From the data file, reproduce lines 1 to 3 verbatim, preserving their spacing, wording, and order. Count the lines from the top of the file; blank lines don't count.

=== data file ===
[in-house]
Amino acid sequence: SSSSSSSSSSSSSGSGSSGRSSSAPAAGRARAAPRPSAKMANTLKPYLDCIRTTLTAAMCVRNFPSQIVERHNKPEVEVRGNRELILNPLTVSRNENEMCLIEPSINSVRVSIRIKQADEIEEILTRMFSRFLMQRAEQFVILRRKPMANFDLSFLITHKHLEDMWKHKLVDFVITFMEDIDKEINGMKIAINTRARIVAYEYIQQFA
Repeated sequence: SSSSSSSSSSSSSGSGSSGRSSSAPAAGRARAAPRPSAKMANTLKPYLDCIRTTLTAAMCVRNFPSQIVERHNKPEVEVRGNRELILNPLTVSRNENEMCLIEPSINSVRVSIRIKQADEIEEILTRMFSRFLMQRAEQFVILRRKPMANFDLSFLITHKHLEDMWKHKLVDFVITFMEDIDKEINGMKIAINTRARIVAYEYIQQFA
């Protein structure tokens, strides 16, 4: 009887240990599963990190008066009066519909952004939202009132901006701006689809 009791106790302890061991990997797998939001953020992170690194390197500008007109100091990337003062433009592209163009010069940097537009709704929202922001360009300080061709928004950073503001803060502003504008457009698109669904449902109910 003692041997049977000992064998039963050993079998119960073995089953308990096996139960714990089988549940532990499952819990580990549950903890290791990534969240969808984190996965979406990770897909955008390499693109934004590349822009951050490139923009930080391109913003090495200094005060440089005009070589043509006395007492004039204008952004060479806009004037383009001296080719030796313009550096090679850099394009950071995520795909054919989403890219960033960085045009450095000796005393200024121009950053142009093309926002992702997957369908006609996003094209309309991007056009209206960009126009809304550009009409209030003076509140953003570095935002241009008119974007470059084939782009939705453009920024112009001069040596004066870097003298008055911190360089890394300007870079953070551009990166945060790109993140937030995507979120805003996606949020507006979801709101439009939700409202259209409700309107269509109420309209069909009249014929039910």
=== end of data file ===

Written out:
[in-house]
Amino acid sequence: SSSSSSSSSSSSSGSGSSGRSSSAPAAGRARAAPRPSAKMANTLKPYLDCIRTTLTAAMCVRNFPSQIVERHNKPEVEVRGNRELILNPLTVSRNENEMCLIEPSINSVRVSIRIKQADEIEEILTRMFSRFLMQRAEQFVILRRKPMANFDLSFLITHKHLEDMWKHKLVDFVITFMEDIDKEINGMKIAINTRARIVAYEYIQQFA
Repeated sequence: SSSSSSSSSSSSSGSGSSGRSSSAPAAGRARAAPRPSAKMANTLKPYLDCIRTTLTAAMCVRNFPSQIVERHNKPEVEVRGNRELILNPLTVSRNENEMCLIEPSINSVRVSIRIKQADEIEEILTRMFSRFLMQRAEQFVILRRKPMANFDLSFLITHKHLEDMWKHKLVDFVITFMEDIDKEINGMKIAINTRARIVAYEYIQQFA